JERUSALEM • Israeli Prime Minister Benjamin Netanyahu seems to have squeezed by a surprisingly tight election and looks likely to form Israel’s next government. But his hold on power is more tenuous than ever before.
Exit polls indicate that the prime minister has lost up to 25 percent of his seats in the Knesset, Israel’s parliament.
Even with the right-wing Netanyahu at its helm, the next government will necessarily have to reflect the influence of Yair Lapid, a centrist, secular, photogenic former journalist and the great surprise of these elections. He now leads Israel’s new second-largest party, Yesh Atid (There is a Future).
In defiance of almost every forecast, the next coalition government of Israel will in all likelihood be significantly less beholden to right-wing hardliners than the current one. Based on a fragmented political mandate and reliant on inexperienced new faces, many predict it will be fragile and short-lasting.
As exit polls revealed Netanyahu’s chute, one Israeli political analyst referred to the elections of 2013 as the pollsters’ Day of Atonement. Israel, it appears, is in dire need of a local Nate Silver.
Netanyahu, who now seems destined to end up with 31 to 33 seats out of the 120-seat parliament, will lead the largest faction in the house. But more than anything else, the initial results indicate a wide and deep repudiation of the prime minister.
Almost all pre-electoral conjectures foresaw a stronger Netanyahu — and, almost universally, a hard-right turn to Israel’s political scene.
The three-month electoral season was almost universally referred to as a "yawn," seemingly failing to draw the passions of the people.
Naftali Bennett, a former Netanyahu aide and orthodox Jewish high-tech millionaire was seen as a standout story of the election, drawing increasingly extremist right-wing voters from the prime minister.
But by 10 p.m. on Election Day, as the first exit polls were announced, each of these chestnuts was proven false.
The turnout of more than 66 percent was higher than that of every Israeli election since 1999, and sectors considered soft, such as youth and Arabs, proved sturdy voters.
Despite the almost inevitability that Netanyahu will be called upon to form the next government, Netanyahu, who now represents a joint list holding 42 Knesset seats, was seen to be the night’s big loser.
The upstart surprise was not Bennett, who gained a respectable vote, but Yair Lapid, who entered politics barely 12 months ago and has now emerged as the leader of the country’s new political arbiter, with 20 seats projected in parliament.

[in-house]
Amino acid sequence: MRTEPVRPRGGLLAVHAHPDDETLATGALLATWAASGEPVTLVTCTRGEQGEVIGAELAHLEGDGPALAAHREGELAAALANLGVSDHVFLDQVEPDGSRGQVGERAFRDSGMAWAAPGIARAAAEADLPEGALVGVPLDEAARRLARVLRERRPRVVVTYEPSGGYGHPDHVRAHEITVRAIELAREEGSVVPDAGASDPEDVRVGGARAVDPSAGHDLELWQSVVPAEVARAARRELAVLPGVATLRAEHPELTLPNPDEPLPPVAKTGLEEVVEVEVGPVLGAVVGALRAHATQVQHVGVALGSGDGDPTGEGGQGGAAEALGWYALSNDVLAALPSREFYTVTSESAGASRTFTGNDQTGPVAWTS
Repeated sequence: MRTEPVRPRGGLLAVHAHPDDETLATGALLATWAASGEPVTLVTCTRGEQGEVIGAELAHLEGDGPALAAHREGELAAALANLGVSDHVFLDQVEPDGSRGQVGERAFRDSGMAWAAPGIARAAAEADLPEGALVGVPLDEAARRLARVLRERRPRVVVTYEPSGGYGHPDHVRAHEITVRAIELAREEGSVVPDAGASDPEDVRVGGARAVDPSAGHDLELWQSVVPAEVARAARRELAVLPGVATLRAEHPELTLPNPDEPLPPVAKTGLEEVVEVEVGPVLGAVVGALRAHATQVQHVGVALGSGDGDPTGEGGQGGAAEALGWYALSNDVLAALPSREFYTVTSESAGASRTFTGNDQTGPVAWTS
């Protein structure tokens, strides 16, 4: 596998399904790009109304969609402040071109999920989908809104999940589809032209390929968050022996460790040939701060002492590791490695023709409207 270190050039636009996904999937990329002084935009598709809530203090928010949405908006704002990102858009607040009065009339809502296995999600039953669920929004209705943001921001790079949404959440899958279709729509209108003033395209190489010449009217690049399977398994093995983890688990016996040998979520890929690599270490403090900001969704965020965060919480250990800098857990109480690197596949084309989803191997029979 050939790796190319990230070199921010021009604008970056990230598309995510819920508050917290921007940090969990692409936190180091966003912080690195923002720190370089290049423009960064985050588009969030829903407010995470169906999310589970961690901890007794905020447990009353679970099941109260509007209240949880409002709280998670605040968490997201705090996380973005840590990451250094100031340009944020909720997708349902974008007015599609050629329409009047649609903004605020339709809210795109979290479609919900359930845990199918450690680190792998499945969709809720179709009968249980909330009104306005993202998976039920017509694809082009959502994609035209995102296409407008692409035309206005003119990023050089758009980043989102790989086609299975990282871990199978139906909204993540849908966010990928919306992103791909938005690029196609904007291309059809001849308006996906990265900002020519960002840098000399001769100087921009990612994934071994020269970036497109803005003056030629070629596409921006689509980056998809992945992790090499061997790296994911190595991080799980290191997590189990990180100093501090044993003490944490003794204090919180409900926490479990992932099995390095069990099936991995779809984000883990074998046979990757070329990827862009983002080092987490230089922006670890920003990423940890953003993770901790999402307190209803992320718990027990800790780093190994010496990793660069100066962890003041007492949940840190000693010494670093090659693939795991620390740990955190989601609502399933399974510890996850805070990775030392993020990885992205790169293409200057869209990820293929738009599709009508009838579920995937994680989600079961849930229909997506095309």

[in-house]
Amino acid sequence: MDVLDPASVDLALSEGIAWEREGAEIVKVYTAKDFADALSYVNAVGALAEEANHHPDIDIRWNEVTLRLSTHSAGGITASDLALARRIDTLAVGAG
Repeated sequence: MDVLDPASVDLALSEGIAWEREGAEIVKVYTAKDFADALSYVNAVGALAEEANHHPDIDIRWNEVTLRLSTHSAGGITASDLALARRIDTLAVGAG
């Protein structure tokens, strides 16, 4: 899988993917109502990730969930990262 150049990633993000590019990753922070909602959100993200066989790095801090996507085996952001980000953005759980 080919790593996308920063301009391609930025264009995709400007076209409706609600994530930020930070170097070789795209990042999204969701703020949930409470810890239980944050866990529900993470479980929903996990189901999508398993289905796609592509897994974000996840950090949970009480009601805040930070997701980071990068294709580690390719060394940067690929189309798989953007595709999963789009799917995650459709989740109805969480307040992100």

It is Lapid who will now have a determining role is deciding the tenor and the direction of a new government, and not the extreme right or the Jewish religious parties, as was widely predicted.
In a midnight speech, Labor party leader Shelly Yechimovich announced "plans to establish a government without Benjamin Netanyahu" to loud cheers, though the prospects seem dim.
Moreover, the leftwing social democratic party, Meretz, more than doubled its seats, from its current 3 to a projected 7. Shas, the ultra-orthodox party that has held onto the Interior Ministry with almost a stranglehold for the past two decades suffered a rout that will leave it outside of any possible coalition.
Kadima, the party established by former prime minister Ariel Sharon when he exited the Likud a decade ago and the largest party in the current Knesset, was completely wiped out, failing to garner enough votes to gain even a single seat.
Avigdor Lieberman, the hard line foreign minister who joined his party with Netanyahu’s and was almost immediately forced to resign when faced with an indictment on corruption charges - and who had bombastically predicted a victory of "at least 42 seats! Record me!" — was reduced almost to a spectral presence on election night.
The day augured bright, with temperatures reaching 85 degrees in a strangely summery Tel Aviv. Belying conventional wisdom that held that Israelis were bored by this particular vote, enthusiastic crowds were seen at polling places from the early morning. There were lines of up to an hour long at numerous polls.
By mid-afternoon, it became clear that, as one left-wing activist emerging from having voted, said, "No one has any idea what is going on, but it’s definitely not what everyone thought."
By early evening observers began to have an idea of what was taking place, but laws prohibiting political pronouncements prevented anyone from speaking out. Asked where she was on a panic scale from 1 to 10, the legendary pollster Mina Tzemach answered "ten minus."Next Page >
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